Valentine’s Day 2019

Love isn’t a mystery.

Loyalty, resiliency, and kindness are mysteries. And humor. Humor is definitely a mystery. And a gift.

I have been in love with many people who weren’t funny. They were thrilling at first but ultimately gave me a headache.

If two people are in love they will be happy for a while. If one or both of them is funny, they will soldier through the giant snow drift of life like it is fresh popcorn waiting to be eaten.

I know this to be true from laughing with my husband in emergency rooms and other places where people are silent or crying.

We would leave the hospital’s circle drive to have a milkshake, one thinking the other would be cheered by the chocolate, and it reminds us of times in the summer leaning against the car with the big neon sign giving our faces a slight blue hue and how we joked about coming there with all the other people who had no other place they’d rather be.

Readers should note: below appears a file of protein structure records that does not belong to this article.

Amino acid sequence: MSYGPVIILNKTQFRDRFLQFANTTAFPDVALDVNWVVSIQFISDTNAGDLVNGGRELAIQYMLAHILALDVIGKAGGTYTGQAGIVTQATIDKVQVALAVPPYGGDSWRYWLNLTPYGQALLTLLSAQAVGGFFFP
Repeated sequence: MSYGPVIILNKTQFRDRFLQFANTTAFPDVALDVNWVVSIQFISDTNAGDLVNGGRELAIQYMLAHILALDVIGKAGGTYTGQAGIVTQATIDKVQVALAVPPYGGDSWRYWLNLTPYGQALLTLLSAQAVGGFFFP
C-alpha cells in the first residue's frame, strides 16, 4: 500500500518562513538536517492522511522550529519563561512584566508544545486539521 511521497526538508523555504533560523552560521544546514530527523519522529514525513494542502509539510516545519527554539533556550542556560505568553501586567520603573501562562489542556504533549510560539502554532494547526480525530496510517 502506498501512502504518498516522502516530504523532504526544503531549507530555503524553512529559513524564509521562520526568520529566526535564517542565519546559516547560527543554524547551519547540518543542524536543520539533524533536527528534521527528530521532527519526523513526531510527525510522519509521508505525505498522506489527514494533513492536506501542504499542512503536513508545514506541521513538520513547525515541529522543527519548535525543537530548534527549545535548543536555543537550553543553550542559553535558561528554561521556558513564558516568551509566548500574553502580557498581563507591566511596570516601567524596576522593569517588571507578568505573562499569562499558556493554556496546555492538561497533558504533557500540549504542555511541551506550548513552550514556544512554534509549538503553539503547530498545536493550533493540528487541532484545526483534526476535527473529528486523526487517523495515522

Does Saying Make It So?

A few days ago a Facebook friend posted that she was “In a Relationship” with another person who is an actual, real life friend of mine and I wondered to myself, what event or decision precipitated that declaration?

Is it a thing that one person asks the other if it’s okay to change one’s status on Facebook from single to “In a Relationship?” It has to be, why wouldn’t it be? There are lots of things that are things now that weren’t before. Just like there are things that were, like going steady and getting pinned, that are no more. My life needs a bookmark.

When I was having relationships, which was a very long time ago because for the past 31 years I have been having a marriage which is like a relationship except with power of attorney documents and disability insurance, I would have been hard put to know when I could publicize their existence.  My relationships were messy, let’s say, they lacked definition and direction, had no predictable trajectory, bounced wildly like a BB fired into a bare room, careened from one wall to the next, and finally spent, dribbled toward the lowest, lonely corner.